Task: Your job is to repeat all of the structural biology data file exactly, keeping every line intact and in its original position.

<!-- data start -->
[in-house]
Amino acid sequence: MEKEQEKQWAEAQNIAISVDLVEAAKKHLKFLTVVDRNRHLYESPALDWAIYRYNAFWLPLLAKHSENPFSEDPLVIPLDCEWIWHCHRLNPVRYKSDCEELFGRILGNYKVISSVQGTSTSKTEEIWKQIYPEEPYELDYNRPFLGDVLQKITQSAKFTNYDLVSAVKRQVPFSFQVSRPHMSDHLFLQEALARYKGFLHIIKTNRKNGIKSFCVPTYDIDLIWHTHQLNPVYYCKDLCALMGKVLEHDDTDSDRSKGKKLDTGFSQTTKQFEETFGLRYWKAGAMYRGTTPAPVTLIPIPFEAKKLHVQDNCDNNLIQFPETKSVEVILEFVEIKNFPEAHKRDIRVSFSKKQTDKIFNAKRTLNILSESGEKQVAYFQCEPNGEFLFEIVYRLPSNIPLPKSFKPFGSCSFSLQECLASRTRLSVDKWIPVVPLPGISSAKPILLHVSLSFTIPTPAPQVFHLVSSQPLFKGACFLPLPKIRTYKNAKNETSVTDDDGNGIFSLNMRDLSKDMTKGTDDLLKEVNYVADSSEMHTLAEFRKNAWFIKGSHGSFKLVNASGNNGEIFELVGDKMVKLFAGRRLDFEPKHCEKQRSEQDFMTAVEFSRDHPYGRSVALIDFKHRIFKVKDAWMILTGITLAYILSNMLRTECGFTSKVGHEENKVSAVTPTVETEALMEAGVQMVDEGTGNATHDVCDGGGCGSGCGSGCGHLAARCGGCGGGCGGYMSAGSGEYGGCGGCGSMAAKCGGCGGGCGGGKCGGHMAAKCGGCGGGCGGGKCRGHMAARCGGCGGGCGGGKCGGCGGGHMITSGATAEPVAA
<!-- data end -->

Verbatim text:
[in-house]
Amino acid sequence: MEKEQEKQWAEAQNIAISVDLVEAAKKHLKFLTVVDRNRHLYESPALDWAIYRYNAFWLPLLAKHSENPFSEDPLVIPLDCEWIWHCHRLNPVRYKSDCEELFGRILGNYKVISSVQGTSTSKTEEIWKQIYPEEPYELDYNRPFLGDVLQKITQSAKFTNYDLVSAVKRQVPFSFQVSRPHMSDHLFLQEALARYKGFLHIIKTNRKNGIKSFCVPTYDIDLIWHTHQLNPVYYCKDLCALMGKVLEHDDTDSDRSKGKKLDTGFSQTTKQFEETFGLRYWKAGAMYRGTTPAPVTLIPIPFEAKKLHVQDNCDNNLIQFPETKSVEVILEFVEIKNFPEAHKRDIRVSFSKKQTDKIFNAKRTLNILSESGEKQVAYFQCEPNGEFLFEIVYRLPSNIPLPKSFKPFGSCSFSLQECLASRTRLSVDKWIPVVPLPGISSAKPILLHVSLSFTIPTPAPQVFHLVSSQPLFKGACFLPLPKIRTYKNAKNETSVTDDDGNGIFSLNMRDLSKDMTKGTDDLLKEVNYVADSSEMHTLAEFRKNAWFIKGSHGSFKLVNASGNNGEIFELVGDKMVKLFAGRRLDFEPKHCEKQRSEQDFMTAVEFSRDHPYGRSVALIDFKHRIFKVKDAWMILTGITLAYILSNMLRTECGFTSKVGHEENKVSAVTPTVETEALMEAGVQMVDEGTGNATHDVCDGGGCGSGCGSGCGHLAARCGGCGGGCGGYMSAGSGEYGGCGGCGSMAAKCGGCGGGCGGGKCGGHMAAKCGGCGGGCGGGKCRGHMAARCGGCGGGCGGGKCGGCGGGHMITSGATAEPVAA